What are the most popular types of farm for young farmers in Portugal and why? In Portugal the most popular agricultural activities among young farmers are: wine production, olive groves, dairy cows and vegetables. However, new types of cultivation are constantly emerging, such as small red fruits (e.g.: blueberry, raspberry), herbs, snail farming, and almonds among many others. The first cultures are traditional activities of our country which will always be fundamental to the sector and the rest are closely linked to a new generation of young farmers in Portugal that has emerged in recent years, young educated people from other areas who are looking for new opportunities, a different way of life, and therefore set up in farming.
What do you think should be done in your Member State to promote generational renewal in the farming population? An interesting advertising campaign is already being done among young people where many depict a high quality future in this activity, but generational renewal is also very important, to do a good job for older farmers. In my opinion is that this has also failed. If we do not provide conditions for older people to retire and make room for younger farmers, however good they may be, they won’t be able to enter the sector.
What recent achievements has your organisation accomplished? Taking into consideration the increasing desertification of rural spaces, AJAP submitted a “Young Rural Entrepreneur” figure for recognition from the Government. We believe that these young people who can invest in the rural spaces, in areas directly or indirectly linked to agriculture, will combat the extensive desertification of the rural areas.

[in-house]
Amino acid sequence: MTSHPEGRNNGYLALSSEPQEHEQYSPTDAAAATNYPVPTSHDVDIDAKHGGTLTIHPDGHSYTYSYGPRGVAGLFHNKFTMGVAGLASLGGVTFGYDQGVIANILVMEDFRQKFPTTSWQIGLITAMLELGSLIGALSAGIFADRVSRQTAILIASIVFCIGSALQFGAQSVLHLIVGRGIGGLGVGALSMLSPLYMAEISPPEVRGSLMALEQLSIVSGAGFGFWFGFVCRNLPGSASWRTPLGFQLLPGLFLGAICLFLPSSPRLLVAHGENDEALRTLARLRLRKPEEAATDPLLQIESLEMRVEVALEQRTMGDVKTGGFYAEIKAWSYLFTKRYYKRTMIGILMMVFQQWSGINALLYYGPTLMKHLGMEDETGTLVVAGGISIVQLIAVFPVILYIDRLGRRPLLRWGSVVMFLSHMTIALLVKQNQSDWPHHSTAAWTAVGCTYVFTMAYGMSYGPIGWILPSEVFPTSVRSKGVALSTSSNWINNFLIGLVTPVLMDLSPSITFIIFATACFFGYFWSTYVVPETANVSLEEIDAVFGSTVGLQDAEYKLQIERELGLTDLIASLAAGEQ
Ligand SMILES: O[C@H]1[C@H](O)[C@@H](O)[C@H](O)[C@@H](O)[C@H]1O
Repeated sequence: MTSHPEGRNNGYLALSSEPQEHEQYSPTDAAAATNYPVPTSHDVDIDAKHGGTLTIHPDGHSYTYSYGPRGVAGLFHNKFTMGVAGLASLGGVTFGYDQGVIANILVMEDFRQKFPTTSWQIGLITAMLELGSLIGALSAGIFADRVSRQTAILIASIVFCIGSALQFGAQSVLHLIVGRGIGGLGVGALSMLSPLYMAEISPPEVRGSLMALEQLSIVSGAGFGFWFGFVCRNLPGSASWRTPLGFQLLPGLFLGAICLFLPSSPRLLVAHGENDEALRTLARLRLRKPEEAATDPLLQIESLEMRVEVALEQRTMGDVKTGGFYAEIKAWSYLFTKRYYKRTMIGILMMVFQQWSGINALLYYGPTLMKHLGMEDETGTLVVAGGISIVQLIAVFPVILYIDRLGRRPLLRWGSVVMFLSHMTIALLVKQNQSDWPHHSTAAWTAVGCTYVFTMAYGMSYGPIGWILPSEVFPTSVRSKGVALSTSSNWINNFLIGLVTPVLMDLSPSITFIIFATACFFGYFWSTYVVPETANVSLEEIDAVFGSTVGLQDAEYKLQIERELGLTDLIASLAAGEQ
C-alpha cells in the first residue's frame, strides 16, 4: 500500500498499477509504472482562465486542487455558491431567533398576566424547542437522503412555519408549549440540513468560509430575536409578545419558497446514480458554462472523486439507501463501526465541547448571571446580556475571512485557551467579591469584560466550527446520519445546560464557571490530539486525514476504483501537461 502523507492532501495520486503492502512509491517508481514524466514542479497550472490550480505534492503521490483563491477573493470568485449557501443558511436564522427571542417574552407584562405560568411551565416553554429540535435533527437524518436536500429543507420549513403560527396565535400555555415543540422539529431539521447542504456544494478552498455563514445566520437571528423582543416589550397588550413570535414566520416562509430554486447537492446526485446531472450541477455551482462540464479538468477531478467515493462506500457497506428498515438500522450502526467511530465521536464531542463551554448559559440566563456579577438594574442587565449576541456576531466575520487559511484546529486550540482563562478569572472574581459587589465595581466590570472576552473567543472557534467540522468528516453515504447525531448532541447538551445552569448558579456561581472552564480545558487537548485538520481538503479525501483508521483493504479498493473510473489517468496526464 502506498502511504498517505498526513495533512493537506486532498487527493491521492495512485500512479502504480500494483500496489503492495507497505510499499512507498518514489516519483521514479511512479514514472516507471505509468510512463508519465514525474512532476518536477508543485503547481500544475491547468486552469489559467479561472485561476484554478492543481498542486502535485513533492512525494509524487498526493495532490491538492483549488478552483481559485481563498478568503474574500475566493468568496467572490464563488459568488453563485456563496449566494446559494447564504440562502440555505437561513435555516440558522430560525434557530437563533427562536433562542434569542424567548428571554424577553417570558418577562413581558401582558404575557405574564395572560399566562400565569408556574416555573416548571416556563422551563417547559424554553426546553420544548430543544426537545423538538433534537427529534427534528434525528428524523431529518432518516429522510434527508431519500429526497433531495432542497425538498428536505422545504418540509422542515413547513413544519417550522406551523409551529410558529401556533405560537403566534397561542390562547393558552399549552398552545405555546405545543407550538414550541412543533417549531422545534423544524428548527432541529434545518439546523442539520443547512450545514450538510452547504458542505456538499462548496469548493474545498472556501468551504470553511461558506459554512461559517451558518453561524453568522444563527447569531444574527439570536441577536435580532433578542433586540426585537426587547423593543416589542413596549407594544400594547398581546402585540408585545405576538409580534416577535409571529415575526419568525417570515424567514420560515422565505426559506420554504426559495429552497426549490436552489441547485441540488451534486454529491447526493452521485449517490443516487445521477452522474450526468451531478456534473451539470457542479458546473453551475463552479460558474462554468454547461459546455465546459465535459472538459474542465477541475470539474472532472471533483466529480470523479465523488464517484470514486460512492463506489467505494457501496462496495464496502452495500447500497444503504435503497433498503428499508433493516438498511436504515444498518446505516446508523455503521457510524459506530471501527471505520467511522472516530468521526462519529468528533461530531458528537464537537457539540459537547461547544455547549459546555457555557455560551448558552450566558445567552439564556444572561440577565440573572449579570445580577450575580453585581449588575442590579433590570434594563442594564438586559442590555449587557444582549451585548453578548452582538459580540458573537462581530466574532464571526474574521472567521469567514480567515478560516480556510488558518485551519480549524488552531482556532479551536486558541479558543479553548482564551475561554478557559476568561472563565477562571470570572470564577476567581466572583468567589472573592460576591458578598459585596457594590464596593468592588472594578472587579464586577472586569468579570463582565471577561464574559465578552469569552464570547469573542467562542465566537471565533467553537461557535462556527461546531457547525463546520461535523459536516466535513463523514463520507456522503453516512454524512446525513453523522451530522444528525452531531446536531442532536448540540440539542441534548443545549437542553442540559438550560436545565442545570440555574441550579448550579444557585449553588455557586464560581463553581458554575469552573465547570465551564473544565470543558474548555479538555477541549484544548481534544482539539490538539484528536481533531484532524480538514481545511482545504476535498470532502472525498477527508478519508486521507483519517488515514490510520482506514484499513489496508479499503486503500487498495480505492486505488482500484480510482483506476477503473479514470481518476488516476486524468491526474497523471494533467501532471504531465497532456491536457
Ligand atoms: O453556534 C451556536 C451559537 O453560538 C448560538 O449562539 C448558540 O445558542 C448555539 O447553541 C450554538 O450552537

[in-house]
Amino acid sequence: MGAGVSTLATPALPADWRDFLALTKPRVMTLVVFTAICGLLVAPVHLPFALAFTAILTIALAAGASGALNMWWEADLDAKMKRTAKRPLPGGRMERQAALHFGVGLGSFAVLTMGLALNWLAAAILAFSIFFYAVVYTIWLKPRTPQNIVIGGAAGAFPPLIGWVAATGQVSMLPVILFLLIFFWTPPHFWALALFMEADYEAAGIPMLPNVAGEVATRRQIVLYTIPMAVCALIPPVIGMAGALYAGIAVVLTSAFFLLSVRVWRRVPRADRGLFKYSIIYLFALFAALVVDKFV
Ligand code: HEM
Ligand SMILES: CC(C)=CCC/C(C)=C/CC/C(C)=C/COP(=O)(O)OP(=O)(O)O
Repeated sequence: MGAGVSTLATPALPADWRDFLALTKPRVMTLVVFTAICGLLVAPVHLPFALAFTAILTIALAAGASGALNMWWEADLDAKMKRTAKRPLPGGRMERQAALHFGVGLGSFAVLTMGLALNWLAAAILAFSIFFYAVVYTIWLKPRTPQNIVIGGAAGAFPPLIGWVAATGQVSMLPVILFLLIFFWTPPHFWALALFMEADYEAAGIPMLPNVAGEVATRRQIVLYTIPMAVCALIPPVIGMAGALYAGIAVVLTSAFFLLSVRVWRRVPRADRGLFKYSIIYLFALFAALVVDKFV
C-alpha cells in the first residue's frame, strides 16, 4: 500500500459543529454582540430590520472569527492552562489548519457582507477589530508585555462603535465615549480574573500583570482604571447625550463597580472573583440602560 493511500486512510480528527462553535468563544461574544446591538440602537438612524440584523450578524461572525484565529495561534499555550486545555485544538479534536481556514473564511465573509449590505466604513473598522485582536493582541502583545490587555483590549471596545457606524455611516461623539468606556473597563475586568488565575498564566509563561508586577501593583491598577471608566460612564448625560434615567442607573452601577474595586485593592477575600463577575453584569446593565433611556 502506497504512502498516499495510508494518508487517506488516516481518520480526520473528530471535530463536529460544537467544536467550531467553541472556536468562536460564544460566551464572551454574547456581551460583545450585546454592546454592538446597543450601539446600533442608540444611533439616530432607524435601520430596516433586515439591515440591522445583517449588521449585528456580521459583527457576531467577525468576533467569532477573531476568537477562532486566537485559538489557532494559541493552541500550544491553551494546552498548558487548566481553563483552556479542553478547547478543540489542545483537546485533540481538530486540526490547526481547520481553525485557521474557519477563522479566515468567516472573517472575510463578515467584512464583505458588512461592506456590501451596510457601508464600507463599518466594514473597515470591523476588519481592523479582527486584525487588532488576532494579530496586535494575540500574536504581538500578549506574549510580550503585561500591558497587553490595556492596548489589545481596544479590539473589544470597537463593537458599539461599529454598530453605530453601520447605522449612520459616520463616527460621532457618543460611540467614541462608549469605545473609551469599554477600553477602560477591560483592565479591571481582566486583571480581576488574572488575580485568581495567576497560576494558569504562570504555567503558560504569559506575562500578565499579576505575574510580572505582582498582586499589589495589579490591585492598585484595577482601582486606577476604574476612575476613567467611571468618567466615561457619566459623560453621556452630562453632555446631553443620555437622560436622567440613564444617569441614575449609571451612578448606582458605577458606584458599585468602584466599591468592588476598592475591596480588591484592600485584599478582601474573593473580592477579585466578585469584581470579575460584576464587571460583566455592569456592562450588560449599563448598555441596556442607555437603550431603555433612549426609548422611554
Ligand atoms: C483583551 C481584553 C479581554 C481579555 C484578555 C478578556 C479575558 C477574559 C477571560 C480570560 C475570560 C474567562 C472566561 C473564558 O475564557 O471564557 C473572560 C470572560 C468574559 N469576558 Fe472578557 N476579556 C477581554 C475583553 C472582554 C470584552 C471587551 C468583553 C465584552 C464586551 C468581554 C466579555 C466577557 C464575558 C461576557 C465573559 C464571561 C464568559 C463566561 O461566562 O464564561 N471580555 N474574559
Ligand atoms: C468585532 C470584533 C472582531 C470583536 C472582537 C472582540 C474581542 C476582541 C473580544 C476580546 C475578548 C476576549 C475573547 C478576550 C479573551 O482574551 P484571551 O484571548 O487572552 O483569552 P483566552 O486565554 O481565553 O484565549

How many young farmers does AJAP represent and what kind of services does it provide its young farmer members? AJAP represents 13,000 members in Portugal, the services it offers are:
– Preparation of all types of Young Farmer installation projects and investment;
– Completion of forms relating to direct aid and rural development to which farmers are entitled;
– Support widespread field technician, and specialized technical support in Integrated Production and Organic Farming;
– Cooperation measures and aid in Internationalization of Agricultural Companies;
– Vocational Training; and
– Legal Support.
What do you think are the advantages of farming in Portugal compared to other EU Member States? In my opinion the great advantage is that Portugal has a very diverse climate and terrain that allows a wide range of products and at the same time they are of great quality, which makes our products well-known and valued.
What would you like to achieve within your organisation and within CEJA in your time as President of the Portuguese young farmers’ association? AJAP has been part of CEJA for a long time, as such our goal in the future is to maintain this link, because we believe that it is of extreme importance for both organizations and we will do everything so that in the near future we are even closer.